Journalism Is Not A Crime

Photo By Brendon Connelly from Newberg, Oregon (Quesadilla and light reading) [CC-BY-SA-2.0 (http://creativecommons.org/licenses/by-sa/2.0)], via Wikimedia Commons

Photo By Brendon Connelly from Newberg, Oregon (Quesadilla and light reading) [CC-BY-SA-2.0], via Wikimedia Commons

All over the world, people begin their day with a cup of coffee or tea and the morning paper. As we have progressed into the digital age, this might be an online news source or the click of a remote for cable or mainstream television news.

The world over, journalists spend far more in passion for the truth than they receive in salary. Their risks are seldom appreciated by the news consumers. Their job is to get all sides of a story – including interviews and perspectives that may be contrary to what governments or other subjects of their reports may wish. As such, they risk arrest from one and kidnapping, physical attacks or death from others.

Since 2007, 540 journalists have been killed world wide. Many of them you have never heard of. Many of them died with no one reporting their ordeal.

Three Aljazeera journalists, Peter Greste, Mohamed Fahmy, and Baher Mohamed, have been detained and held in Egypt’s prisons for 100 days. Their trial resumes April 10. A fourth Al Jazeera journalist, Abdullah al-Shami, has been held in Egypt for more than six months and has been on hunger strike since January 23. His detention was extended for an additional 45 days on March 13. Another Al Jazeera journalist, Mohamed Badr, was arrested on July 15 and released on February 5, when he was acquitted of a series of charges including being involved in the protests in Cairo’s Ramses Square.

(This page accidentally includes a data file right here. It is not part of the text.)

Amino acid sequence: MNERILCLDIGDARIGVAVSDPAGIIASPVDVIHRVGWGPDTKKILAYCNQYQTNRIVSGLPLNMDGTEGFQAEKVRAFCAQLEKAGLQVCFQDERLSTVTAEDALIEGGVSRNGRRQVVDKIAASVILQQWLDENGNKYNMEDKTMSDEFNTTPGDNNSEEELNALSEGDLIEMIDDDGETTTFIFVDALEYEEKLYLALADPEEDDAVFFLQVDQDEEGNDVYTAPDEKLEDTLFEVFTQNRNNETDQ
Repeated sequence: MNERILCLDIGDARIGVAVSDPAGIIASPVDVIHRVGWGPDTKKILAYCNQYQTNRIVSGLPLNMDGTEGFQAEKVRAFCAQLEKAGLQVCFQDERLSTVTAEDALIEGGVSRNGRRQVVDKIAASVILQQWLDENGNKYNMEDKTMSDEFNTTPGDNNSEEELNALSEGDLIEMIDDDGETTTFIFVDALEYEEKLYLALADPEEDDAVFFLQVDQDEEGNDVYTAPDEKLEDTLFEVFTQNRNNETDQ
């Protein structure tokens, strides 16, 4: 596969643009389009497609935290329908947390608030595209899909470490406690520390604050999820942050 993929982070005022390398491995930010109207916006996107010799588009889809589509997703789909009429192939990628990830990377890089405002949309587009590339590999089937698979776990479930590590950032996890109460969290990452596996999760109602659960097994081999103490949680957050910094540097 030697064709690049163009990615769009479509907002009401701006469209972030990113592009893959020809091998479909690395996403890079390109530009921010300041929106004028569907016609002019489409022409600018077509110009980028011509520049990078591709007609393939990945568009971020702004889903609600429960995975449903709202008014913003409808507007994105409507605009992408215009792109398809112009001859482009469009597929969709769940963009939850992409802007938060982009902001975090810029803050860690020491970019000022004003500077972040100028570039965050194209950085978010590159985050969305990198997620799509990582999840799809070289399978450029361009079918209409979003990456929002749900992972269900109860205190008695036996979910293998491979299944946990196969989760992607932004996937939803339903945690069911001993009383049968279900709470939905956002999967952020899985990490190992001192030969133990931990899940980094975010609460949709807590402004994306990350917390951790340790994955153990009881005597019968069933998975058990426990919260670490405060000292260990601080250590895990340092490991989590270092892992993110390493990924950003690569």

Egyptian authorities are accusing the Aljazeera staff of falsely reporting the news and of collaboration with the Muslim Brotherhood, and included a raid on their hotel room in which their equipment and recorded interviews were seized. There is absolutely no evidence of any sympathy toward the Muslim Brotherhood by any of the journalists involved. It is the understanding of international communities that journalists can interview both sides of a story during a conflict without being seen as taking a side in the issue.

Al Anstey, the managing director of Al Jazeera English said: “Mohamed, Baher, and Peter have now been behind bars in Egypt for 100 days for simply doing their job, and for carrying out the highest quality journalism. The charges against them are false and baseless, so there is no justification whatsoever in the detention of innocent journalists for such an outrageous amount of time. We continue to call for their immediate release and for the release of our colleague from Al Jazeera Arabic, Abdullah Al Shamy, who has been behind bars for 236 days.”

“We are very grateful for the immense support of our staff, from right around the world. The response to their detention has been outstanding. The campaign is focused on the release of our four staff, but is fundamentally a stand in the defence of journalism itself, and a call for people everywhere to have a right to be heard and the right to know what is really going on in their world.”

Nothing in life comes without a price. Next time you consume the news, or complain about subscription prices, try to remember that people are putting their lives on the line so you can know what happens around the world from the comfort and safety of your home. Remember that the real price of the news is sometimes paid for in blood and most times the sacrifice goes unnoticed.

Occupy World Writes adds our voice to those calling for the release of all journalists held in Egypt and the world over. Journalism is not a crime. As we witness growing secrecy in governments and courts blocking coverage of news, we are reminded that a free press is not only essential to democracy, it is an emblem of honor in civilized society.

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